Fee Reminders (August 2019 School Leader Update)
Every school year we get questions about fees so it seems fitting to provide a reminder of what fees are acceptable and what fees are not. First and foremost to remember, there is no such thing as a “registration fee,” so avoid using that term!!! School districts shall not have the power to ..."Charge elementary and secondary students or the students' families a mandatory fee except as expressly authorized by the General Assembly."
Thus, the allowable fees expressly authorized in Iowa Code are:
- School supplies
- Summer school programs
- Driver education programs
- Transportation fees for resident students who are not otherwise entitled to free transportation
- Eye protective devices
- Ear protective devices
- School meals
- Nonresident student tuition
Iowa Code states that the board of directors of the school district is authorized and empowered to contract for and buy books and any and all other necessary school supplies at contract prices, and to sell those books and supplies to their students at cost, loan the textbooks to their students free, or rent the textbooks to their students at a reasonable fee as set by the board.
Iowa Attorney General opinions regarding fees
- A school district may not assess fees for items which are necessary or essential to the instruction of a class unless such a fee is specifically authorized by the Code; however, a district may assess fees for school supplies which represent the cost of the item or a reasonable rental fee. The cost of items which are necessary or essential to the instruction of a class must be properly characterized as tuition rather than school supplies. Examples are art supplies for art classes and chemicals for science classes. In contrast, pens and paper used by students to take notes would be properly characterized as school supplies (OAG #93-7-3(L)).
- All facilities, supplies, and other items which are necessary or essential to instruction must be provided free of charge [except as expressly allowed by Code] in a tuition-free school which is required by law. A school district may purchase other supplies and distribute them to students, but they must be provided for free, rented for a reasonable fee, or sold at cost (OAG #79-12-22).
- Public schools may not charge fees for courses offered as part of their educational program [except as expressly allowed by Code] as such fees constitute tuition. Schools may not charge fees for extracurricular activities as no express or necessarily implied statutory authority exists for such fees (OAG #81-8-29).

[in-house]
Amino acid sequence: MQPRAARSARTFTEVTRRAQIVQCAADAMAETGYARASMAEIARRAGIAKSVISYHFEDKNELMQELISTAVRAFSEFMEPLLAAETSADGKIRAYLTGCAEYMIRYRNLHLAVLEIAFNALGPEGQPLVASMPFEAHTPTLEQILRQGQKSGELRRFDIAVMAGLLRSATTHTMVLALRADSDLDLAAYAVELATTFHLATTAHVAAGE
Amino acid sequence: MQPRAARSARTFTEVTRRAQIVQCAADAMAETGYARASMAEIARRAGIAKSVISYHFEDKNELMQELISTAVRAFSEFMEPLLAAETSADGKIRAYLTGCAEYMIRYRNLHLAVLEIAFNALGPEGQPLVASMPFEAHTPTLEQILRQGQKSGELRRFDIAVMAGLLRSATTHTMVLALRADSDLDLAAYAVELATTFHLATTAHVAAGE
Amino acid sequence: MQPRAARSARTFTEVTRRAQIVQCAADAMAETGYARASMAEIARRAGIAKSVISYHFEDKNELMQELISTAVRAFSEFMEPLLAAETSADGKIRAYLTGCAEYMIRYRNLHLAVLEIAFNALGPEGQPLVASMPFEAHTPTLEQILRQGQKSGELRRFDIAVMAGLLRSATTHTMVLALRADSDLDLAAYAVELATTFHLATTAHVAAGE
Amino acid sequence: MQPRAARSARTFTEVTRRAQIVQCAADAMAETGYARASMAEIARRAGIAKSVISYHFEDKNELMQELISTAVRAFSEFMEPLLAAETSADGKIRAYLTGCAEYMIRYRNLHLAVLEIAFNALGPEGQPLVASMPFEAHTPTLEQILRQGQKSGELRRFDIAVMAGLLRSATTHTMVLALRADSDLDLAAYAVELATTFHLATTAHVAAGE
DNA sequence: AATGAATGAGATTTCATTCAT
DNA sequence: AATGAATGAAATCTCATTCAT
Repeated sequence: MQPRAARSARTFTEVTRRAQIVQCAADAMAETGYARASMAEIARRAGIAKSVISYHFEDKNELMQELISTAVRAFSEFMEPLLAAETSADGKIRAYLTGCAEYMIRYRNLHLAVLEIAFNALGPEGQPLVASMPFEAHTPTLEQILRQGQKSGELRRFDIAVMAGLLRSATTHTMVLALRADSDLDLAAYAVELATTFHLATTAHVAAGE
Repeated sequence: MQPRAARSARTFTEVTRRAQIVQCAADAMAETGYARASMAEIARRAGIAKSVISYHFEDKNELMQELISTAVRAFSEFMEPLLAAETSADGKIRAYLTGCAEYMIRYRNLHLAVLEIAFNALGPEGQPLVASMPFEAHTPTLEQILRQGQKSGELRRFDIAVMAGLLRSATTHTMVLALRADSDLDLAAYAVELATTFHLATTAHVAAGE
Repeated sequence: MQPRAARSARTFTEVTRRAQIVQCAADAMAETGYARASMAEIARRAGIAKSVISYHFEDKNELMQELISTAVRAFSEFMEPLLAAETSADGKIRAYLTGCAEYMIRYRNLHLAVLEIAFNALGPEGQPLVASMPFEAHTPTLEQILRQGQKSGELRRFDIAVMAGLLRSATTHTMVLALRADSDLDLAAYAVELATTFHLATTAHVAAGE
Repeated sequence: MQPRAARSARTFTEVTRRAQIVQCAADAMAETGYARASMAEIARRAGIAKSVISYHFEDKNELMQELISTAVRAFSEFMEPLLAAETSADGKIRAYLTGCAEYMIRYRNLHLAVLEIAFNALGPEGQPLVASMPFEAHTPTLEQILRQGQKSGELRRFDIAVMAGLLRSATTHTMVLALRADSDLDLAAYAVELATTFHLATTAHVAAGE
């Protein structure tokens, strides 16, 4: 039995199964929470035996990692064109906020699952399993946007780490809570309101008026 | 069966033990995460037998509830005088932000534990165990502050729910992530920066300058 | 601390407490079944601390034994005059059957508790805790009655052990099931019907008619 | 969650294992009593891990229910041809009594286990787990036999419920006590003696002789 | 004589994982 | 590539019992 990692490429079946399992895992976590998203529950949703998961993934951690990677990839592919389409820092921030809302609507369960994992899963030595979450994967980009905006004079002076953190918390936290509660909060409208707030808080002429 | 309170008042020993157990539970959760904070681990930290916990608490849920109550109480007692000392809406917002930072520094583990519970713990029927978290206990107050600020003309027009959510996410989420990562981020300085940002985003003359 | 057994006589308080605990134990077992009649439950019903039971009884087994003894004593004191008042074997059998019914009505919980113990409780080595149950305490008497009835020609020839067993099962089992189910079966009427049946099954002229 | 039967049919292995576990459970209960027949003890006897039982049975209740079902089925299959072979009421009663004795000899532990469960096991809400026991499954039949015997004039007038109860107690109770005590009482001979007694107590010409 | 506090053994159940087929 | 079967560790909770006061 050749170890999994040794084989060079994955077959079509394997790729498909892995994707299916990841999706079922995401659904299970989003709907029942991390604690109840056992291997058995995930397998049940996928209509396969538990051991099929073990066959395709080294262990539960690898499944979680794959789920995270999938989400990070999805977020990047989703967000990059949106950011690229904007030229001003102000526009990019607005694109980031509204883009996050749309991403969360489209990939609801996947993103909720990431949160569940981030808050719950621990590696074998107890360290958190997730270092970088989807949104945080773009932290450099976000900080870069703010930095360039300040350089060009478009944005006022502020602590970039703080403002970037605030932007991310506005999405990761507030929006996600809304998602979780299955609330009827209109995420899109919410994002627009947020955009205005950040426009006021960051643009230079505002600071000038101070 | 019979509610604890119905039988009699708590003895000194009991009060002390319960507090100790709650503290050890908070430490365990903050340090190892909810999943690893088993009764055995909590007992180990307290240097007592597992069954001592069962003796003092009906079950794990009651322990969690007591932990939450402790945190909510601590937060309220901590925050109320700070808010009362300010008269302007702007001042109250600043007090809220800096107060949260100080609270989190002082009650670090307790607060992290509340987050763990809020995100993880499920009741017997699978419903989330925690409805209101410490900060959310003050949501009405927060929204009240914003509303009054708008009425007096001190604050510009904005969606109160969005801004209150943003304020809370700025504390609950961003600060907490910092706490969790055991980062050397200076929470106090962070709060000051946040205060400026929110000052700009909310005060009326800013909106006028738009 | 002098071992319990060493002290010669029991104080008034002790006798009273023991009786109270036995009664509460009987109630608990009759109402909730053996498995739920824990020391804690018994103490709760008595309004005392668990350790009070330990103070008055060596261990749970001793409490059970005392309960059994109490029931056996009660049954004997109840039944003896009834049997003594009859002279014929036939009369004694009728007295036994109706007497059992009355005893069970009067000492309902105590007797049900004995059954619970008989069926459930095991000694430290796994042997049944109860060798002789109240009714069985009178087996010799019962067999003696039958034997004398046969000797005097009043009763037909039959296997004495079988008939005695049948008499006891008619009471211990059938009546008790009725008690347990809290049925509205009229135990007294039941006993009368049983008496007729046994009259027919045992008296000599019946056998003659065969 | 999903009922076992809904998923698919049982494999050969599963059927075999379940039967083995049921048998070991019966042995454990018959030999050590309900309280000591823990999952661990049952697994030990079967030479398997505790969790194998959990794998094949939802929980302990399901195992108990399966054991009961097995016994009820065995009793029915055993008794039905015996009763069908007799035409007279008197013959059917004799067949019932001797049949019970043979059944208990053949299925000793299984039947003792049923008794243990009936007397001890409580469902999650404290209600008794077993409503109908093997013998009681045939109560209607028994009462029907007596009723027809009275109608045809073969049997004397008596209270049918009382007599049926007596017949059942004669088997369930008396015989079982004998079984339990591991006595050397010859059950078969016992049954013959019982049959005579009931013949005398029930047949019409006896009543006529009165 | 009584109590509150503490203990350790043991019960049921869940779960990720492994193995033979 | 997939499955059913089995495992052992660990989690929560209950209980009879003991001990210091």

- Restrictions on fees related to school supplies are equally applicable to lists of class supplies given to parents to provide. If the school district would not have been allowed by law to charge students a fee for the item, then the district cannot require the parents to provide those items either. Those items, which are necessary or essential to the instruction of a class, must be provided by the district. Examples: paints, crayons, art erasers, scissors, clay or similar supplies used for art instruction.
- Parents cannot be required to provide district or classroom supplies. These are the responsibility of the district to provide. Examples: disinfecting wipes and other cleaning supplies, Band-Aids, handheld calculators required for a class, dry erase markers, hi-liters, multiple rolls of scotch tape, multiple bottles of glue, boxes of plastic bags, paper towels, etc.
- Allowable school supplies provided by students or their parents remain the property of those students providing the supplies and do not become general classroom supplies. Examples: pencils or other markers used in place of pencils, colors, notebooks, boxes of tissues, folders, backpacks or school bags, etc.
Fee waivers, full and partial, are governed by 281--Iowa Administrative Code 18. A full waiver of all fees shall be granted if the student or the student’s family meets the financial eligibility criteria for free meals, for the Family Investment Program (FIP), for transportation assistance under open enrollment, or if the student is in foster care.
A partial waiver is appropriate if the student or student’s family meets the financial eligibility criteria for reduced-price meals, and is based on “a sliding scale related to an ability to pay.” One simple way to justify the amount of a partial waiver is to make sure that it corresponds to the percentage of the reduced-price meal from full-price meal.
Finally, each school district has discretion to grant a temporary waiver of one or more fees in the event of a temporary financial difficulty in the student’s immediate family. This temporary waiver may be granted at any time during a school year; the maximum length of a temporary waiver shall be one year.